Float-free distress beacons compulsory for fishing vessels

14 February 2018

‘Float-free’ distress beacons will soon become compulsory for commercial fishing vessels to improve safety in the sector.

Operators will need to install float-free EPIRBs on all applicable commercial fishing vessels by 1 January 2019, as one of five maritime rule changes to the Maritime Rules made recently by the Minister of Transport.

The new requirement was prompted by recommendations from Coroners and the Transport Accident and Investigation Commission, following the deaths of 24 people over the last 11 years on inshore fishing boats that sank. Float-free EPIRBs will automatically deploy and activate when submerged in water.

Maritime NZ General Manager Maritime Standards Sharyn Forsyth says crews in these incidents had manual EPIRBs on board, but were unable to activate them.

“We want to give people plenty of warning of the new requirement in the lead up to next January - we hope this  notice period will assist operators who are replacing their old EPIRBs over the coming months. This new measure will save lives.”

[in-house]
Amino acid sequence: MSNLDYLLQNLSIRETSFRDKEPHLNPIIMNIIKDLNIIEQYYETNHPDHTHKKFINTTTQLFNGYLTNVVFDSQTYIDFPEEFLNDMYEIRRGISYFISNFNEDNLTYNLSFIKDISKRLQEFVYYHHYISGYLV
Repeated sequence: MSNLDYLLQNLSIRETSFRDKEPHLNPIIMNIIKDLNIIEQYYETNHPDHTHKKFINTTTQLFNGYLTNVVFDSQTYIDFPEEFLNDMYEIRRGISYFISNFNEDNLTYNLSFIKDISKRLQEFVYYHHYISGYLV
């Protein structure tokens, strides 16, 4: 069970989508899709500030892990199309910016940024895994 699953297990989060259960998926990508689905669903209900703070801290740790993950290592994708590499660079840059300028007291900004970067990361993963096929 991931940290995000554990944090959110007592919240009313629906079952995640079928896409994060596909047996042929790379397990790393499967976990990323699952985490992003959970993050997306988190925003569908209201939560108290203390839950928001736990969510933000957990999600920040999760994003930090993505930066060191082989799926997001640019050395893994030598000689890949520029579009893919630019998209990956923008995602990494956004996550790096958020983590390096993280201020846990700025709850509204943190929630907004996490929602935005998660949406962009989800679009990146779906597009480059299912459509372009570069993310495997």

The new rule was introduced following consultation, and applies to fishing vessels of between 7.5 metres and 24 metres operating outside enclosed waters (i.e. outside harbours, estuaries and other inland or sheltered waters).

New Zealand Federation of Commercial Fishermen President Doug Saunders-Loder supports making float-free EPIRBs compulsory.

“This is a practical change that will make commercial fishing safer and help save lives - a core business and priority for our organisation,” he says.

Other changes to the Maritime Rules, that come into effect on 15 March 2018, remove outdated requirements, allow for new technology, and reduce compliance costs:

  • Tugs - allow the use of current international stability criteria set by “classification societies” for towing operations.
  • Fishing boats - allow more modern satellite search and rescue technology as an alternative to radar transponders on fishing vessels operating beyond 200 nautical miles from the coast.
  • Fishing boats - remove the requirement for fishing boats operating in some areas to carry a radio with narrow-band direct printing. This is an old technology which has been replaced by modern radio systems in many countries, including New Zealand.
  • Sailing vessels - allowing for modern design, and removing the requirement that manual bilge pumps must be operable from above the deck.

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